We then discuss the place of psychodynamic theory within contemporary psychology, and look toward the future as well. The core assumptions of psychodynamic theory are surprisingly simple. Moreover, these assumptions are unique to the psychodynamic framework: No other theories of personality accept these three ideas in their purest form. Psychodynamic theorists contend that the majority of psychological processes take place outside conscious awareness.
In psychoanalytic terms, the activities of the mind or psyche are presumed to be largely unconscious. Research confirms this basic premise of psychoanalysis: Psychodynamic theory is not alone in positing that early childhood events play a role in shaping personality, but the theory is unique in the degree to which it emphasizes these events as determinants of personality development and dynamics.
This is especially true of experiences that are outside the normal range for example, losing a parent or sibling at a very early age. The third core assumption of psychodynamic theory is that nothing in mental life happens by chance—that there is no such thing as a random thought, feeling, motive, or behavior.
Freud set out to explain psychological phenomena in terms that could be linked to neurological functioning as it was understood in his day.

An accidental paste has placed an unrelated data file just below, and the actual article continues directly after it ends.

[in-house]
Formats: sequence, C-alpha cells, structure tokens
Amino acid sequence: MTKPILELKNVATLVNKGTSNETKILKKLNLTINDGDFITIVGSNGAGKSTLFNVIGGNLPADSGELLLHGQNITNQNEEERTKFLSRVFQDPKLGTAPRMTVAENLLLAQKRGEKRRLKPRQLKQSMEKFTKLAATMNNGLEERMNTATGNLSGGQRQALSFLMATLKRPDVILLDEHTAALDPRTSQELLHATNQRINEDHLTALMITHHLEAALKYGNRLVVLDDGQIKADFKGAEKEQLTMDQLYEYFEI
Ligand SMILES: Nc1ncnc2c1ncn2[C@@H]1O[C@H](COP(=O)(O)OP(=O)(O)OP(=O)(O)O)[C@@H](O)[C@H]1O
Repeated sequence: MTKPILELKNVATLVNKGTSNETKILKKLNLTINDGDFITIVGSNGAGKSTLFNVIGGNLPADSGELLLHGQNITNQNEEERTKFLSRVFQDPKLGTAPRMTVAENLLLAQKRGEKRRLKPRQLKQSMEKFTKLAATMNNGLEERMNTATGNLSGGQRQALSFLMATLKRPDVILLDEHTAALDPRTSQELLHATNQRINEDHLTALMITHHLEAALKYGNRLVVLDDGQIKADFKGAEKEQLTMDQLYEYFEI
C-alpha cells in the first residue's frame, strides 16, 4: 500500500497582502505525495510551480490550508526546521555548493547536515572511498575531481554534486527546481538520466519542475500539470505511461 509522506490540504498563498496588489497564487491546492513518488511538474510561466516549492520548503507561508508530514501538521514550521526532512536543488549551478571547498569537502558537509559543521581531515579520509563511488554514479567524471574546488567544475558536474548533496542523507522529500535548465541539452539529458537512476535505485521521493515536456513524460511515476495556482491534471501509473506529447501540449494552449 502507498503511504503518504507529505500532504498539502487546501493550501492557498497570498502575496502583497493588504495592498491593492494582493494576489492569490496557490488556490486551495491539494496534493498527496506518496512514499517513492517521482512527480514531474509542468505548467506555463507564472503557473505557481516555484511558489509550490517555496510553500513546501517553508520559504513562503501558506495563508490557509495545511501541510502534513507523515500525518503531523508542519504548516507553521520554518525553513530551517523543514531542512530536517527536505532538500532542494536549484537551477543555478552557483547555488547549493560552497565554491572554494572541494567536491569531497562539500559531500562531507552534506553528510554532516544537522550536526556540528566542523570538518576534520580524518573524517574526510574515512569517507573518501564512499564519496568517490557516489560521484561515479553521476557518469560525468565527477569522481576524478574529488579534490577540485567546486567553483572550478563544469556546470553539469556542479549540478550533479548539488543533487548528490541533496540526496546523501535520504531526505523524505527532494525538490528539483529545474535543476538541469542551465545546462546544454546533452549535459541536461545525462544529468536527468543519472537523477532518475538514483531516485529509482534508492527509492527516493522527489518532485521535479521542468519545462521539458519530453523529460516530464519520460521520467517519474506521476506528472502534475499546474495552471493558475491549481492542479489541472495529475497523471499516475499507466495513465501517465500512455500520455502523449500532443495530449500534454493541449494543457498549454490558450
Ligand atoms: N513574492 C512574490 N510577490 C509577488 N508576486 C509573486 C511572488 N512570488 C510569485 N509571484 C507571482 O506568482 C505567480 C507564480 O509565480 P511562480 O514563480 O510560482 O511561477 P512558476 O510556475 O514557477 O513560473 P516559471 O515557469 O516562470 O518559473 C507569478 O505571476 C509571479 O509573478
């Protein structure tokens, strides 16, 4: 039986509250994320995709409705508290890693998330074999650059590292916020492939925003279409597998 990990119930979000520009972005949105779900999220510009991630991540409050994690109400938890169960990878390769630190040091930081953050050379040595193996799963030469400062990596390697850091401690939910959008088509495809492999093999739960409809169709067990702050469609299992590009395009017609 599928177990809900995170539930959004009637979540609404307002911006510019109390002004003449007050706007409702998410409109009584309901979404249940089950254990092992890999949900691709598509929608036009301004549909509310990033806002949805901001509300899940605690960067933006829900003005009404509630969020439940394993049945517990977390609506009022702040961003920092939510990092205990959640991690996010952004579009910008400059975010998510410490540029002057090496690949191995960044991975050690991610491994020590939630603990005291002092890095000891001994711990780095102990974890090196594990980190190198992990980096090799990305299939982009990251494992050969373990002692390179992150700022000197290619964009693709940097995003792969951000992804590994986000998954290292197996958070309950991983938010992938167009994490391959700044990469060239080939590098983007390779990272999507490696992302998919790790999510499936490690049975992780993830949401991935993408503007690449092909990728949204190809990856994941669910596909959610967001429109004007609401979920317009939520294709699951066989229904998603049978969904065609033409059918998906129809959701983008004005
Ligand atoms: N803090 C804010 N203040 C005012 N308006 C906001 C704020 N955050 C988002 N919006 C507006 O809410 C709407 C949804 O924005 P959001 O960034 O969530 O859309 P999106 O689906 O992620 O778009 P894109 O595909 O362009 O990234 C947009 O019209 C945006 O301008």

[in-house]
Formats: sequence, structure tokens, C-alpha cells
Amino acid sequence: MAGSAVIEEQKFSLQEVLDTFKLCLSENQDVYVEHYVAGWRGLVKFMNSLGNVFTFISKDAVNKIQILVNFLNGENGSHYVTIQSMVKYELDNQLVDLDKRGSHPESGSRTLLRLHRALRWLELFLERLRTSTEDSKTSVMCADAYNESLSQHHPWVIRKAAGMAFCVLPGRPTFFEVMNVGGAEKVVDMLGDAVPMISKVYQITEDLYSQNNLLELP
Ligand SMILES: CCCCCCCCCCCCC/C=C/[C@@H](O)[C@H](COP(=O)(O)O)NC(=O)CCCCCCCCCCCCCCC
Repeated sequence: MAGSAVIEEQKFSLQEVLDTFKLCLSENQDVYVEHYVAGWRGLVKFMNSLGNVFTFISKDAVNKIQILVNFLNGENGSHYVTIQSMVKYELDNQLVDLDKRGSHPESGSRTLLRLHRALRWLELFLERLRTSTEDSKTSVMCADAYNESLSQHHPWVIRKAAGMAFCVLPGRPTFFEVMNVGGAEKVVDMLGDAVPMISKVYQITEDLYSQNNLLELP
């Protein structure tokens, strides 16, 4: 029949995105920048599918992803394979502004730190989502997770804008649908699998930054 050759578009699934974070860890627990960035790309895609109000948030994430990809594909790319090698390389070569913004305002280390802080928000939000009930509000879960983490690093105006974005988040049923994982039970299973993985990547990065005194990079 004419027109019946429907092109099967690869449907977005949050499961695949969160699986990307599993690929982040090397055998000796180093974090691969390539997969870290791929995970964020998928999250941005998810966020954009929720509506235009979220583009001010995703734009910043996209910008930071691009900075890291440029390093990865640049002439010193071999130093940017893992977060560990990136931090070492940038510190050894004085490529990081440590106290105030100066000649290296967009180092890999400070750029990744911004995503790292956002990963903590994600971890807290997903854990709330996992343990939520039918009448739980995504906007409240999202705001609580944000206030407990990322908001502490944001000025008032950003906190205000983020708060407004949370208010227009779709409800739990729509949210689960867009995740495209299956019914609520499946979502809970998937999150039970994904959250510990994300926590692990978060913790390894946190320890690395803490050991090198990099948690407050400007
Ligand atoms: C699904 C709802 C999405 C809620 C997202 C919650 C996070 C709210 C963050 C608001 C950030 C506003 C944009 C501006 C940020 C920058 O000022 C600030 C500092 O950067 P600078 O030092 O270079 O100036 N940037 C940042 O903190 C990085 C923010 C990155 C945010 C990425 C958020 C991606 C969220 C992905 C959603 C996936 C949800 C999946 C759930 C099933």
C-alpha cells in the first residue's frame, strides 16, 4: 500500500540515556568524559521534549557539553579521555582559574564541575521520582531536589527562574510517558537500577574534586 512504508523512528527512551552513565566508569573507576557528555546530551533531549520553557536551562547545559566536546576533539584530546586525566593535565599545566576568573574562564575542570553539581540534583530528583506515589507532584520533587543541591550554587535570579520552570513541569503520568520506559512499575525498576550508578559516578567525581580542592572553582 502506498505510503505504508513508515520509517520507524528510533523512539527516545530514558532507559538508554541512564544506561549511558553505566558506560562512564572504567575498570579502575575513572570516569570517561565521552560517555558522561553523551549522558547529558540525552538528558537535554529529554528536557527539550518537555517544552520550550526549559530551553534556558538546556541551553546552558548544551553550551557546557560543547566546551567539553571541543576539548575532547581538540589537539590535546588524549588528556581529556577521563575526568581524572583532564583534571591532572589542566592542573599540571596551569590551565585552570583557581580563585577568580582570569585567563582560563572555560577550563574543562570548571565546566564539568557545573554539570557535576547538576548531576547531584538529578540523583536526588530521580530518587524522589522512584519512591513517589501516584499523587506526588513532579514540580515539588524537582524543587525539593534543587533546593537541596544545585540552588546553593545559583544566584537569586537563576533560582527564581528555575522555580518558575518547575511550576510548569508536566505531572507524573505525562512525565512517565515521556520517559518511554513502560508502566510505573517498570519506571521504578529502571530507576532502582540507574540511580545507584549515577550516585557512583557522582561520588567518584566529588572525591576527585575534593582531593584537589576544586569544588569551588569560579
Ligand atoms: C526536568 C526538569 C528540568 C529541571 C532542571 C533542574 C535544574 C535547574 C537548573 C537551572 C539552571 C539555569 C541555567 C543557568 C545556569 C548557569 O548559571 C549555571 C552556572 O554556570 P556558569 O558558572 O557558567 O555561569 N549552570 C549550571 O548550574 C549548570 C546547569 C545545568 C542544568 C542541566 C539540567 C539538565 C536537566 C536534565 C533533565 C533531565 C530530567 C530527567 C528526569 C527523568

Thus, it is most accurate to think of psychodynamic theory as a set of interrelated models that complement and build upon each other. Three are particularly important: In his book, The Interpretation of Dreams , Freud introduced his topographic model of the mind, which contended that the mind could be divided into three regions: The preconscious contains material that is capable of becoming conscious but is not conscious at the moment because your attention is not being directed toward it.
You can move material from the preconscious into consciousness simply by focusing your attention on it. Consider, for example, what you had for dinner last night. Not to worry, in a few moments it will be preconscious again, and you can move on to more important things. The unconscious—the most controversial part of the topographic model—contains anxiety-producing material for example, sexual impulses, aggressive urges that are deliberately repressed held outside of conscious awareness as a form of self-protection because they make you uncomfortable.
Freud remained devoted to the topographic model, but by he had outlined the key elements of his psychosexual stage model , which argued that early in life we progress through a sequence of developmental stages, each with its own unique challenge and its own mode of sexual gratification.
Note that—consistent with the developmental challenges that the child confronts during each stage—oral fixation is hypothesized to result in a dependent personality, whereas anal fixation results in a lifelong preoccupation with control. Oedipal fixation leads to an aggressive, competitive personality orientation. Ultimately, Freud recognized that the topographic model was helpful in understanding how people process and store information, but not all that useful in explaining other important psychological phenomena for example, why certain people develop psychological disorders and others do not.